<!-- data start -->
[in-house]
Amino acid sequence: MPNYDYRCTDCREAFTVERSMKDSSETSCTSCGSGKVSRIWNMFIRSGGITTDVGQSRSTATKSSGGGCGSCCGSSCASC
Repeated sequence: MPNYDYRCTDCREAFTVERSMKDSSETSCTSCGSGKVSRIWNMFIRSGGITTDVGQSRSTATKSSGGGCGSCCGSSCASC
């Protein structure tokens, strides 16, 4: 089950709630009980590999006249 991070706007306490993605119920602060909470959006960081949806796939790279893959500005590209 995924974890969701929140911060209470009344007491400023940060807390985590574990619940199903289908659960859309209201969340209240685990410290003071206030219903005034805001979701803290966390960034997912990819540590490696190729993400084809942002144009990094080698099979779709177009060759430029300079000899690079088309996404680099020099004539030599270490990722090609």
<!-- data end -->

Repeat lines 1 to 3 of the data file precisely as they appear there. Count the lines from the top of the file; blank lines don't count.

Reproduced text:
[in-house]
Amino acid sequence: MPNYDYRCTDCREAFTVERSMKDSSETSCTSCGSGKVSRIWNMFIRSGGITTDVGQSRSTATKSSGGGCGSCCGSSCASC
Repeated sequence: MPNYDYRCTDCREAFTVERSMKDSSETSCTSCGSGKVSRIWNMFIRSGGITTDVGQSRSTATKSSGGGCGSCCGSSCASC